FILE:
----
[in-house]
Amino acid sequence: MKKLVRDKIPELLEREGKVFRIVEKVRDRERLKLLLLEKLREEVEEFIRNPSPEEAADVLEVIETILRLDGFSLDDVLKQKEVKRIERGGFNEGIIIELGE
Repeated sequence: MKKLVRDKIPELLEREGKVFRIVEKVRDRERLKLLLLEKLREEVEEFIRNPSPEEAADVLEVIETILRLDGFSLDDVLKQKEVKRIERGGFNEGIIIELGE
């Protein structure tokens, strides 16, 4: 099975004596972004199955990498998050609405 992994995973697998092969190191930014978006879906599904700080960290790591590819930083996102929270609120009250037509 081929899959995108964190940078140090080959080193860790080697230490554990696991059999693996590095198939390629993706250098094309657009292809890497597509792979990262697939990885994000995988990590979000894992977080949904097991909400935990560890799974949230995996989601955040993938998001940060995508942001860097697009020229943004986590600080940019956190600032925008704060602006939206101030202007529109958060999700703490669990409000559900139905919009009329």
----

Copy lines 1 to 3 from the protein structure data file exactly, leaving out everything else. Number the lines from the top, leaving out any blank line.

[in-house]
Amino acid sequence: MKKLVRDKIPELLEREGKVFRIVEKVRDRERLKLLLLEKLREEVEEFIRNPSPEEAADVLEVIETILRLDGFSLDDVLKQKEVKRIERGGFNEGIIIELGE
Repeated sequence: MKKLVRDKIPELLEREGKVFRIVEKVRDRERLKLLLLEKLREEVEEFIRNPSPEEAADVLEVIETILRLDGFSLDDVLKQKEVKRIERGGFNEGIIIELGE